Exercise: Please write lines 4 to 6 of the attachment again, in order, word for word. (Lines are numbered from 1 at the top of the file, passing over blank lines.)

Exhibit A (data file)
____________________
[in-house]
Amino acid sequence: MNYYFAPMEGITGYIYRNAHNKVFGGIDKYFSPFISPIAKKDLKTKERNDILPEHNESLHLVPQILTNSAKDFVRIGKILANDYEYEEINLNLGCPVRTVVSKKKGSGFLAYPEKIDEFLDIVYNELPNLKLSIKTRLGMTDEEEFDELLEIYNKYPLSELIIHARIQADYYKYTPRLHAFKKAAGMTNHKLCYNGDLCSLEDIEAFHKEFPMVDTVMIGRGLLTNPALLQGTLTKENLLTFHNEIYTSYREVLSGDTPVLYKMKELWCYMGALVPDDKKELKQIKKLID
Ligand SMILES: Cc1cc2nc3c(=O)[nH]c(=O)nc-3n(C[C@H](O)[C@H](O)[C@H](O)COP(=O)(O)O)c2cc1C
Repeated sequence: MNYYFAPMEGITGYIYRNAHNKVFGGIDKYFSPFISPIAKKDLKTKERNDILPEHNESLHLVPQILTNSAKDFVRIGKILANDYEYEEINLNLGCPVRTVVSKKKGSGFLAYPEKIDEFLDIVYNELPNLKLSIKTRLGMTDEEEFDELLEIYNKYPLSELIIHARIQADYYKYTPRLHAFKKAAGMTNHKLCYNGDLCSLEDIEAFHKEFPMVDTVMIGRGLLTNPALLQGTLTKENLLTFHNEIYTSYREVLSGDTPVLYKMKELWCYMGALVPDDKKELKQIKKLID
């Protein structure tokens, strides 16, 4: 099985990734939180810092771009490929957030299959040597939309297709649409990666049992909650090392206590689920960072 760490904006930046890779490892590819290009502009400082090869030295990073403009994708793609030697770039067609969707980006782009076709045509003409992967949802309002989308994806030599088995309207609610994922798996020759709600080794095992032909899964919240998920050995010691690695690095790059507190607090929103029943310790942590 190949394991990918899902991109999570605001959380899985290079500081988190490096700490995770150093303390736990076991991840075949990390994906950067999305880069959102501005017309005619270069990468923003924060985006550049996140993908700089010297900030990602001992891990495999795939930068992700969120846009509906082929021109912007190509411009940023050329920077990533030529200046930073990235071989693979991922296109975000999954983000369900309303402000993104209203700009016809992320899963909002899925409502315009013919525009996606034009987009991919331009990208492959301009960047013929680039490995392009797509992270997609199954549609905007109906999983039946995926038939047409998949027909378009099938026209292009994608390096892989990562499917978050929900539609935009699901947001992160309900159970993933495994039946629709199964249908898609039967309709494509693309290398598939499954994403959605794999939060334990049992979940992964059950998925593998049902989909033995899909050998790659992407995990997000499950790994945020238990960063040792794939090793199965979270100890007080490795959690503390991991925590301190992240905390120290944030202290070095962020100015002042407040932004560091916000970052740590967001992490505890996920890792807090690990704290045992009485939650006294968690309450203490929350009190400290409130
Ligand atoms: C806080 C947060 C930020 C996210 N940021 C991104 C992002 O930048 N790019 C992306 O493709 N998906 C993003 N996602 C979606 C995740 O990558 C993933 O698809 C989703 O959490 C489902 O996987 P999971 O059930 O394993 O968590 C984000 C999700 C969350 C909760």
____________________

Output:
Repeated sequence: MNYYFAPMEGITGYIYRNAHNKVFGGIDKYFSPFISPIAKKDLKTKERNDILPEHNESLHLVPQILTNSAKDFVRIGKILANDYEYEEINLNLGCPVRTVVSKKKGSGFLAYPEKIDEFLDIVYNELPNLKLSIKTRLGMTDEEEFDELLEIYNKYPLSELIIHARIQADYYKYTPRLHAFKKAAGMTNHKLCYNGDLCSLEDIEAFHKEFPMVDTVMIGRGLLTNPALLQGTLTKENLLTFHNEIYTSYREVLSGDTPVLYKMKELWCYMGALVPDDKKELKQIKKLID
């Protein structure tokens, strides 16, 4: 099985990734939180810092771009490929957030299959040597939309297709649409990666049992909650090392206590689920960072 760490904006930046890779490892590819290009502009400082090869030295990073403009994708793609030697770039067609969707980006782009076709045509003409992967949802309002989308994806030599088995309207609610994922798996020759709600080794095992032909899964919240998920050995010691690695690095790059507190607090929103029943310790942590 190949394991990918899902991109999570605001959380899985290079500081988190490096700490995770150093303390736990076991991840075949990390994906950067999305880069959102501005017309005619270069990468923003924060985006550049996140993908700089010297900030990602001992891990495999795939930068992700969120846009509906082929021109912007190509411009940023050329920077990533030529200046930073990235071989693979991922296109975000999954983000369900309303402000993104209203700009016809992320899963909002899925409502315009013919525009996606034009987009991919331009990208492959301009960047013929680039490995392009797509992270997609199954549609905007109906999983039946995926038939047409998949027909378009099938026209292009994608390096892989990562499917978050929900539609935009699901947001992160309900159970993933495994039946629709199964249908898609039967309709494509693309290398598939499954994403959605794999939060334990049992979940992964059950998925593998049902989909033995899909050998790659992407995990997000499950790994945020238990960063040792794939090793199965979270100890007080490795959690503390991991925590301190992240905390120290944030202290070095962020100015002042407040932004560091916000970052740590967001992490505890996920890792807090690990704290045992009485939650006294968690309450203490929350009190400290409130
Ligand atoms: C806080 C947060 C930020 C996210 N940021 C991104 C992002 O930048 N790019 C992306 O493709 N998906 C993003 N996602 C979606 C995740 O990558 C993933 O698809 C989703 O959490 C489902 O996987 P999971 O059930 O394993 O968590 C984000 C999700 C969350 C909760």